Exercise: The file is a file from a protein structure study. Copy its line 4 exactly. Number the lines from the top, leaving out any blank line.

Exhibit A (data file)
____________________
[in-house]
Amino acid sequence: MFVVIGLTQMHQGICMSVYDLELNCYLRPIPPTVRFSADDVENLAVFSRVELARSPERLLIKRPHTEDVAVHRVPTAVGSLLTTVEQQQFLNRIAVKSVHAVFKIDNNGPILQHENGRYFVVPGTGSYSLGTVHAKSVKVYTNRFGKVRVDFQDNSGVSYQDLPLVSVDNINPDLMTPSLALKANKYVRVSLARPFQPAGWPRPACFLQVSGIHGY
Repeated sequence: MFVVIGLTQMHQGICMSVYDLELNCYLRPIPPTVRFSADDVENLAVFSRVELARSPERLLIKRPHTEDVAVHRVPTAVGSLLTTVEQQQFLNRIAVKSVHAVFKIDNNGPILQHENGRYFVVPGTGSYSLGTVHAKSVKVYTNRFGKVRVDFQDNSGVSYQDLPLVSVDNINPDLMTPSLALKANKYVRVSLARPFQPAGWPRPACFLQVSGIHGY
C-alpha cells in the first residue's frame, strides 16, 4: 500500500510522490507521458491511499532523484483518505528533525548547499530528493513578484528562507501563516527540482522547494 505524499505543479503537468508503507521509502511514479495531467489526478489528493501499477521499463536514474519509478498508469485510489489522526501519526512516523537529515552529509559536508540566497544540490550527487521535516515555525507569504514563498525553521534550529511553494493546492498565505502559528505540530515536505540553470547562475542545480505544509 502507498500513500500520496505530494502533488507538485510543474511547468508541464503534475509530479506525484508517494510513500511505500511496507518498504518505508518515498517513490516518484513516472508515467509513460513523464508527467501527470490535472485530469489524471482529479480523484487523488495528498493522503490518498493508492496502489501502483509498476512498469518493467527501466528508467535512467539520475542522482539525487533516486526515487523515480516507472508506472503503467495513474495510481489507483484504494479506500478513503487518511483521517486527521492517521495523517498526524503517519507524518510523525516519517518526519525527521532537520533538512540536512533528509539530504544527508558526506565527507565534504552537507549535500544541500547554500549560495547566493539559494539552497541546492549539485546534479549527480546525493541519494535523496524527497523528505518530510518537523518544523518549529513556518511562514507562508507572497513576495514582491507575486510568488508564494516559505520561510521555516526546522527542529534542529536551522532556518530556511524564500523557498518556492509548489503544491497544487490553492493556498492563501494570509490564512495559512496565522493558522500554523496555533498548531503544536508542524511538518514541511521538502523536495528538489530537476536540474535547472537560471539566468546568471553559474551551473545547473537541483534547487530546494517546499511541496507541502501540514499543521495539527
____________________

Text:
C-alpha cells in the first residue's frame, strides 16, 4: 500500500510522490507521458491511499532523484483518505528533525548547499530528493513578484528562507501563516527540482522547494 505524499505543479503537468508503507521509502511514479495531467489526478489528493501499477521499463536514474519509478498508469485510489489522526501519526512516523537529515552529509559536508540566497544540490550527487521535516515555525507569504514563498525553521534550529511553494493546492498565505502559528505540530515536505540553470547562475542545480505544509 502507498500513500500520496505530494502533488507538485510543474511547468508541464503534475509530479506525484508517494510513500511505500511496507518498504518505508518515498517513490516518484513516472508515467509513460513523464508527467501527470490535472485530469489524471482529479480523484487523488495528498493522503490518498493508492496502489501502483509498476512498469518493467527501466528508467535512467539520475542522482539525487533516486526515487523515480516507472508506472503503467495513474495510481489507483484504494479506500478513503487518511483521517486527521492517521495523517498526524503517519507524518510523525516519517518526519525527521532537520533538512540536512533528509539530504544527508558526506565527507565534504552537507549535500544541500547554500549560495547566493539559494539552497541546492549539485546534479549527480546525493541519494535523496524527497523528505518530510518537523518544523518549529513556518511562514507562508507572497513576495514582491507575486510568488508564494516559505520561510521555516526546522527542529534542529536551522532556518530556511524564500523557498518556492509548489503544491497544487490553492493556498492563501494570509490564512495559512496565522493558522500554523496555533498548531503544536508542524511538518514541511521538502523536495528538489530537476536540474535547472537560471539566468546568471553559474551551473545547473537541483534547487530546494517546499511541496507541502501540514499543521495539527